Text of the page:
Constantly bugging your employees about work, even while they are already at home or out on a vacation will certainly burn them out quickly. The stress and worry can certainly ruin a rather relaxing evening at home or a once in a lifetime family occasion. Employees will feel trapped with all the revolving workload, and prevent them from having a good work-life balance.

3. Review your processes and streamline it

One of the sources of stress in the workplace are unclear job positions, tasks and processes. When some people on the team don’t know who’s going to work on which, then there is an internal problem. When employees don’t also know where to go when they have issues and clarifications, then there is certainly an organizational problem.

You have to review and reorganize your corporate structure and streamline work processes whenever possible. Make sure each person on the team knows what their actual responsibilities are, and that they have a set of tasks that are expected from them to be done each day/week/month.

Related reading: 7 Tools For More Productive Collaboration in the Workplace

With a clear and organized structure and work instructions, employees can easily focus on the stuff that are their main priorities and focus on delivering them according to the pace they are most confident with – not just randomly finish whatever task that is handed to them at the last minute.

4. Promote a healthy lifestyle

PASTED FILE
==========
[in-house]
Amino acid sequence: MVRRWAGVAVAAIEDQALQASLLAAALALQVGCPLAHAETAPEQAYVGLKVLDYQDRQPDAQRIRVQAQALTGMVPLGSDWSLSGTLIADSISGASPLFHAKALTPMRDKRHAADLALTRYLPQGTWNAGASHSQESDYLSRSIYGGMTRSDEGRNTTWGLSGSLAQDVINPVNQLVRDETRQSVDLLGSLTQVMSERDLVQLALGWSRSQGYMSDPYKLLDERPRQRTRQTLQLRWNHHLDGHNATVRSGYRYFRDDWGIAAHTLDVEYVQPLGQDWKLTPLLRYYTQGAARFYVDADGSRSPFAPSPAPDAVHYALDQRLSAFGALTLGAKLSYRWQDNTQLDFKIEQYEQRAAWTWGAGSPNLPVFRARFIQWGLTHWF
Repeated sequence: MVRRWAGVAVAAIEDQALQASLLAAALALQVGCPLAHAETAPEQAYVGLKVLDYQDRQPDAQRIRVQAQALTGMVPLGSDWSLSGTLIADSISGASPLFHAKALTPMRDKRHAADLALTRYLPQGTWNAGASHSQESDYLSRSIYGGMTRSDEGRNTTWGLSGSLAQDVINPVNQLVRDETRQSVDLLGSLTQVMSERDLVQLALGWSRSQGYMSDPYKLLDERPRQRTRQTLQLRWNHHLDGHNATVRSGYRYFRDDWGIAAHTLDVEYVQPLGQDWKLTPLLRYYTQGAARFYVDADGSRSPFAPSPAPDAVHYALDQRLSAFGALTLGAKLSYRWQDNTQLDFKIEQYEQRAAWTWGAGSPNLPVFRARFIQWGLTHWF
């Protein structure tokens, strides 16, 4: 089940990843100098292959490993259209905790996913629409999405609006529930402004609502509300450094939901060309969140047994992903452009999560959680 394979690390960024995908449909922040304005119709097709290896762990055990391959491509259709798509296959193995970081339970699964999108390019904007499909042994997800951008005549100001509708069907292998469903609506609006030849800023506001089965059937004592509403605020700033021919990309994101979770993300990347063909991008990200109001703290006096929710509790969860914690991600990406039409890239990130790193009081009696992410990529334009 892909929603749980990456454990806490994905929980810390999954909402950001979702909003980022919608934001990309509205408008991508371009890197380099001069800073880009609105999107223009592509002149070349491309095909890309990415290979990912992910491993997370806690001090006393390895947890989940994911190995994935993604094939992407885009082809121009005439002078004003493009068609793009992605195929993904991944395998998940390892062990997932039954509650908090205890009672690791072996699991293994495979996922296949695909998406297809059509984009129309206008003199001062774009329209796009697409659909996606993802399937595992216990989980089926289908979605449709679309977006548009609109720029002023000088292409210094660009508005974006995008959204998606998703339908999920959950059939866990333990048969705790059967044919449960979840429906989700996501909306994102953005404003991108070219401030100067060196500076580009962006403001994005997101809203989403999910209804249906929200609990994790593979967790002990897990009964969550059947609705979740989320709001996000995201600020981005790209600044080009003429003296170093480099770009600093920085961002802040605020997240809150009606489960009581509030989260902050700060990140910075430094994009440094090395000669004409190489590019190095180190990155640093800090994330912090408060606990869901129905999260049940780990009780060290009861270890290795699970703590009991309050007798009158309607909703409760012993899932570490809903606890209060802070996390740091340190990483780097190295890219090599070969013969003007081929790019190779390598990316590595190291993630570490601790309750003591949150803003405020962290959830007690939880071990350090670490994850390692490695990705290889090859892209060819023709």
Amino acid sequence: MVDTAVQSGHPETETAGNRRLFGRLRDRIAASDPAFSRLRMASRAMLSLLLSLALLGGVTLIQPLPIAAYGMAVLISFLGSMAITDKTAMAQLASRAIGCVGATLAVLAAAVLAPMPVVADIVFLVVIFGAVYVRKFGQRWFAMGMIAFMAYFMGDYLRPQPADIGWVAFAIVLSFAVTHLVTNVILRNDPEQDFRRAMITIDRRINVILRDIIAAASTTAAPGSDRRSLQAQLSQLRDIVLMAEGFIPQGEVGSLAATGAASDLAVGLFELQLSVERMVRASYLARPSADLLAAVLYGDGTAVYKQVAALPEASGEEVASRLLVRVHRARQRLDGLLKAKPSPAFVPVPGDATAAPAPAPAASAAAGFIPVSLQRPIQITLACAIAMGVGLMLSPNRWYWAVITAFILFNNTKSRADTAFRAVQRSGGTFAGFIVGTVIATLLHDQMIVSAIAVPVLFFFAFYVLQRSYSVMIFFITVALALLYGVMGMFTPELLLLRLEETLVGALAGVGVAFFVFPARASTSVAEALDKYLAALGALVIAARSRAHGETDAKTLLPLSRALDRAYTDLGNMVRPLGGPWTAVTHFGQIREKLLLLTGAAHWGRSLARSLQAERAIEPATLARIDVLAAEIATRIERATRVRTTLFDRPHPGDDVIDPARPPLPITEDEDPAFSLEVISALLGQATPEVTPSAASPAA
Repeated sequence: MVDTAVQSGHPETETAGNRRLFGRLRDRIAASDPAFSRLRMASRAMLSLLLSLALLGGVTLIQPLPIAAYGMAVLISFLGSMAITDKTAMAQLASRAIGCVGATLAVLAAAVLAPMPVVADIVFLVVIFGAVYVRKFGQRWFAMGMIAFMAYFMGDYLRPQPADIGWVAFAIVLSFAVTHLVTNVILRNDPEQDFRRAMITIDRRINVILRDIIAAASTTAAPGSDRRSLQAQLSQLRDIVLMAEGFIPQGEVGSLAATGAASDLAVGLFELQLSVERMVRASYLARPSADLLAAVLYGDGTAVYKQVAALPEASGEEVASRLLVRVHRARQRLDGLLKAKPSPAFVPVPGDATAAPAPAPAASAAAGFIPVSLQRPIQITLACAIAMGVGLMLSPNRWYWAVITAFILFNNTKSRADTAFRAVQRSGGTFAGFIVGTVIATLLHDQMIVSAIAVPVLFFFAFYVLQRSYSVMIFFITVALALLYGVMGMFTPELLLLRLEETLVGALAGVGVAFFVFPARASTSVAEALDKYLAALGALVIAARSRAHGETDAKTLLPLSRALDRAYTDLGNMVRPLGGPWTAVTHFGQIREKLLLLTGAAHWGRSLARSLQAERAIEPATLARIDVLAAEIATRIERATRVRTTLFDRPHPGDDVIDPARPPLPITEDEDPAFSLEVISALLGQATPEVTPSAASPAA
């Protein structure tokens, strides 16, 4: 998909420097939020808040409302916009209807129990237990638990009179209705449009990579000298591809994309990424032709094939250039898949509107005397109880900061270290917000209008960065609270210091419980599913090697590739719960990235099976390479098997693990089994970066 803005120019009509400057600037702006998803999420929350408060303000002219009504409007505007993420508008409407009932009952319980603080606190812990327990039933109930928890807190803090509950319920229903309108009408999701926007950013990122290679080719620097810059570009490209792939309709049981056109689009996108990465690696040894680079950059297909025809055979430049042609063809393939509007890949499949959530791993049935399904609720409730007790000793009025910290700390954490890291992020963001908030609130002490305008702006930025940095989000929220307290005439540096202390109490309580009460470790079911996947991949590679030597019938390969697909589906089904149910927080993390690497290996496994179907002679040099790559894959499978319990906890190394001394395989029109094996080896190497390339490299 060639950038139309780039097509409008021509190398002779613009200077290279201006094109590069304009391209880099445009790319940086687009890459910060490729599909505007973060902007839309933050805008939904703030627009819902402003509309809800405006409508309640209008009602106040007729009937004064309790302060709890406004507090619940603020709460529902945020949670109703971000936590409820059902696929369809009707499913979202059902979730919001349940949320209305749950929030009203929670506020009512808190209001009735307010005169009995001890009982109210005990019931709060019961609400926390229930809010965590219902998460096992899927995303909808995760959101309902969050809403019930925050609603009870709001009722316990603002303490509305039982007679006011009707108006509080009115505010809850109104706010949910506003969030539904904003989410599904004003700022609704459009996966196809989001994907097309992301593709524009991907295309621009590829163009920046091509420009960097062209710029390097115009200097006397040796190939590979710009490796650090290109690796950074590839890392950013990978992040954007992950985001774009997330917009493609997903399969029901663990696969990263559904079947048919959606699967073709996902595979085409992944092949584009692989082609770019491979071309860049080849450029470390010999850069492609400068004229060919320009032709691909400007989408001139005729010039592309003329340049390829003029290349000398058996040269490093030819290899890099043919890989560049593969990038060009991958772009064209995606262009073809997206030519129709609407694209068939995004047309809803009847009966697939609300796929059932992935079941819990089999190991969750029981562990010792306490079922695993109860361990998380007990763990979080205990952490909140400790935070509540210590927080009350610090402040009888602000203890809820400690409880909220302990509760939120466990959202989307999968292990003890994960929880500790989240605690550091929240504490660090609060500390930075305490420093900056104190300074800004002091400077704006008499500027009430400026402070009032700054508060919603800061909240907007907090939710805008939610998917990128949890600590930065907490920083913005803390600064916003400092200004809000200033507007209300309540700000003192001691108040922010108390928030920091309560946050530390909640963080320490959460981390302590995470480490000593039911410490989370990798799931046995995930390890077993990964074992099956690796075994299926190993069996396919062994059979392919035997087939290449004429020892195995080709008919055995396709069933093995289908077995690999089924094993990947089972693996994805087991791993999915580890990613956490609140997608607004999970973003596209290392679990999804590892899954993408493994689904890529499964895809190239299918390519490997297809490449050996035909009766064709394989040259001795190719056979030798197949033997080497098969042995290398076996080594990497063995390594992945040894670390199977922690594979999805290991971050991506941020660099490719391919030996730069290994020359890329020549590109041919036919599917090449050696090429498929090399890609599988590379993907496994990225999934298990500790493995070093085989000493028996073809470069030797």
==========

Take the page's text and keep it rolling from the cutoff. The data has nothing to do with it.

Aside from getting in good shape, exercising can do wonders for one’s mental health. It can improve overall mood since it boosts serotonin levels on the brain (which helps alleviate depression) and can give an extra energy to a rather slow day at the office. Some offices now offer a mini gym – or at the very least a yoga corner for that much needed stretching and meditative break in the office.

Exercises can help employees relieve stress and frustration at work, and it could help if they don’t need to go far just to have space for such activity. Nap rooms are also great – because aside from exercise, substantial amounts of rest is also part of a healthy lifestyle. Google for example allot a place for employees to take a nap in.

5. Encourage open communication

Last but not the least, encouraging your employees to voice out their concerns with the company can help lessen the stress they experience at work. Employees can take comfort in the fact that someone in the company cares about them, and that they can voice out their concerns without fear of retaliation. However, always remember that communication is a two-way street. Aside from letting them voice their concerns freely, make sure that you actually listen – and take action whenever necessary.

Of course, another obvious tip is to avoid creating unreasonable expectations and deadlines for your employees. Too much pressure is the last thing any employee needs, for this will not only increase stress, but will also push them to do mediocre work instead (just to meet the required deadline). So be reasonable. Allow them some fair time to craft quality work, but make sure they don’t have too much time to slack off as well.